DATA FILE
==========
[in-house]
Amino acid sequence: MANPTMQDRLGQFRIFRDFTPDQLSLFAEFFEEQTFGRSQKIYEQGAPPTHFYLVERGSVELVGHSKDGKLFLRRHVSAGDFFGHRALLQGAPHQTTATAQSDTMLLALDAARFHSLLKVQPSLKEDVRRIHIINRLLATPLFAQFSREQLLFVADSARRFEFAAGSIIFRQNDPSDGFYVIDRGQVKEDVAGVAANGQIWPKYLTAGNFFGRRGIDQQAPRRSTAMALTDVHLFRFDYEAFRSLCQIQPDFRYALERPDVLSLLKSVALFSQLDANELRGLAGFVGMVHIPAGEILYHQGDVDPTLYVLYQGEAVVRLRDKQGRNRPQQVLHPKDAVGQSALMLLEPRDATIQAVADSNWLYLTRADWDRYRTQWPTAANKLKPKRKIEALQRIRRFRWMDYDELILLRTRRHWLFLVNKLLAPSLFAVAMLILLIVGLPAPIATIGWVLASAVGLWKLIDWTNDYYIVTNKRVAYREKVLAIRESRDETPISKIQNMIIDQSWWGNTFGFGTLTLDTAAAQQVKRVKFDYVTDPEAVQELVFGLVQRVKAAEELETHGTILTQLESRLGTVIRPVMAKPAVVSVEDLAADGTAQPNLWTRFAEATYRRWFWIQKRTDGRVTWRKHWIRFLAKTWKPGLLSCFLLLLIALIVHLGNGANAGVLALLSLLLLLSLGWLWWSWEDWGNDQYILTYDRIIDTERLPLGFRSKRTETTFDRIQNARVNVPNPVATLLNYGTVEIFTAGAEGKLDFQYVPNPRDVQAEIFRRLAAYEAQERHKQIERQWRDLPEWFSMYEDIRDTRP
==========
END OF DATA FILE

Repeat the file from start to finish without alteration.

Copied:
[in-house]
Amino acid sequence: MANPTMQDRLGQFRIFRDFTPDQLSLFAEFFEEQTFGRSQKIYEQGAPPTHFYLVERGSVELVGHSKDGKLFLRRHVSAGDFFGHRALLQGAPHQTTATAQSDTMLLALDAARFHSLLKVQPSLKEDVRRIHIINRLLATPLFAQFSREQLLFVADSARRFEFAAGSIIFRQNDPSDGFYVIDRGQVKEDVAGVAANGQIWPKYLTAGNFFGRRGIDQQAPRRSTAMALTDVHLFRFDYEAFRSLCQIQPDFRYALERPDVLSLLKSVALFSQLDANELRGLAGFVGMVHIPAGEILYHQGDVDPTLYVLYQGEAVVRLRDKQGRNRPQQVLHPKDAVGQSALMLLEPRDATIQAVADSNWLYLTRADWDRYRTQWPTAANKLKPKRKIEALQRIRRFRWMDYDELILLRTRRHWLFLVNKLLAPSLFAVAMLILLIVGLPAPIATIGWVLASAVGLWKLIDWTNDYYIVTNKRVAYREKVLAIRESRDETPISKIQNMIIDQSWWGNTFGFGTLTLDTAAAQQVKRVKFDYVTDPEAVQELVFGLVQRVKAAEELETHGTILTQLESRLGTVIRPVMAKPAVVSVEDLAADGTAQPNLWTRFAEATYRRWFWIQKRTDGRVTWRKHWIRFLAKTWKPGLLSCFLLLLIALIVHLGNGANAGVLALLSLLLLLSLGWLWWSWEDWGNDQYILTYDRIIDTERLPLGFRSKRTETTFDRIQNARVNVPNPVATLLNYGTVEIFTAGAEGKLDFQYVPNPRDVQAEIFRRLAAYEAQERHKQIERQWRDLPEWFSMYEDIRDTRP